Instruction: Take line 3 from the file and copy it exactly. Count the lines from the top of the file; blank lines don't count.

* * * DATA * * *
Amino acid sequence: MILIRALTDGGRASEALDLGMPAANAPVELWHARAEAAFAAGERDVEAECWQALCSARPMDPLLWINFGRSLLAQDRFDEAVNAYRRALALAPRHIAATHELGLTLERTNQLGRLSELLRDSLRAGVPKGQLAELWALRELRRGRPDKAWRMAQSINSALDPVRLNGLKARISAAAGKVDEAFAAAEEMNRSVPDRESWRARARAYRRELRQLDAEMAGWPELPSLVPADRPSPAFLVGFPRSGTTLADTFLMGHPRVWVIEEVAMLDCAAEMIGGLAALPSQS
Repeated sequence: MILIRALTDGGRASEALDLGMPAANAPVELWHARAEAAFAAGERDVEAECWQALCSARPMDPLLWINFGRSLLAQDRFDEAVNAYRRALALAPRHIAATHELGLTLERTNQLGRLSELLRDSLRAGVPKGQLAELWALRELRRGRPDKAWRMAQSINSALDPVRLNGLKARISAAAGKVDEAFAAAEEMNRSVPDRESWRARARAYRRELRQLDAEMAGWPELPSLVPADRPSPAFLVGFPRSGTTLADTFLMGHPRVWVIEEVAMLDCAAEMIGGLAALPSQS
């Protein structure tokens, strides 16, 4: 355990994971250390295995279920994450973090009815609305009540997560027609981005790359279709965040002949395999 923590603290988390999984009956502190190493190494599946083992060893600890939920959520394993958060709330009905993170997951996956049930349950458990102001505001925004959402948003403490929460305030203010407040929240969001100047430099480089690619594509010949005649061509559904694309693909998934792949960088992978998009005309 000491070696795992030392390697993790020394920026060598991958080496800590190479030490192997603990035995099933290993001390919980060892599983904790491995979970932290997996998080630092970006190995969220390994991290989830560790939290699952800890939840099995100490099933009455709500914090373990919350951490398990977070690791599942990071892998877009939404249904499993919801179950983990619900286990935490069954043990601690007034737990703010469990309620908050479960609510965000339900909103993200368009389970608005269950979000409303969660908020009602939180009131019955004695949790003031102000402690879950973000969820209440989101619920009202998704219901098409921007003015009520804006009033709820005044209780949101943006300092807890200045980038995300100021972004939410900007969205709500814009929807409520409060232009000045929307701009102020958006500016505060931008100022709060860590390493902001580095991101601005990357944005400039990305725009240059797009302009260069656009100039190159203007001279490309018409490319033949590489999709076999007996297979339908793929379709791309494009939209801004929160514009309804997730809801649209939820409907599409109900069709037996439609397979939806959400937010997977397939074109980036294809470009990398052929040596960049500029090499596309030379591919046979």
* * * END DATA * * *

């Protein structure tokens, strides 16, 4: 355990994971250390295995279920994450973090009815609305009540997560027609981005790359279709965040002949395999 923590603290988390999984009956502190190493190494599946083992060893600890939920959520394993958060709330009905993170997951996956049930349950458990102001505001925004959402948003403490929460305030203010407040929240969001100047430099480089690619594509010949005649061509559904694309693909998934792949960088992978998009005309 000491070696795992030392390697993790020394920026060598991958080496800590190479030490192997603990035995099933290993001390919980060892599983904790491995979970932290997996998080630092970006190995969220390994991290989830560790939290699952800890939840099995100490099933009455709500914090373990919350951490398990977070690791599942990071892998877009939404249904499993919801179950983990619900286990935490069954043990601690007034737990703010469990309620908050479960609510965000339900909103993200368009389970608005269950979000409303969660908020009602939180009131019955004695949790003031102000402690879950973000969820209440989101619920009202998704219901098409921007003015009520804006009033709820005044209780949101943006300092807890200045980038995300100021972004939410900007969205709500814009929807409520409060232009000045929307701009102020958006500016505060931008100022709060860590390493902001580095991101601005990357944005400039990305725009240059797009302009260069656009100039190159203007001279490309018409490319033949590489999709076999007996297979339908793929379709791309494009939209801004929160514009309804997730809801649209939820409907599409109900069709037996439609397979939806959400937010997977397939074109980036294809470009990398052929040596960049500029090499596309030379591919046979």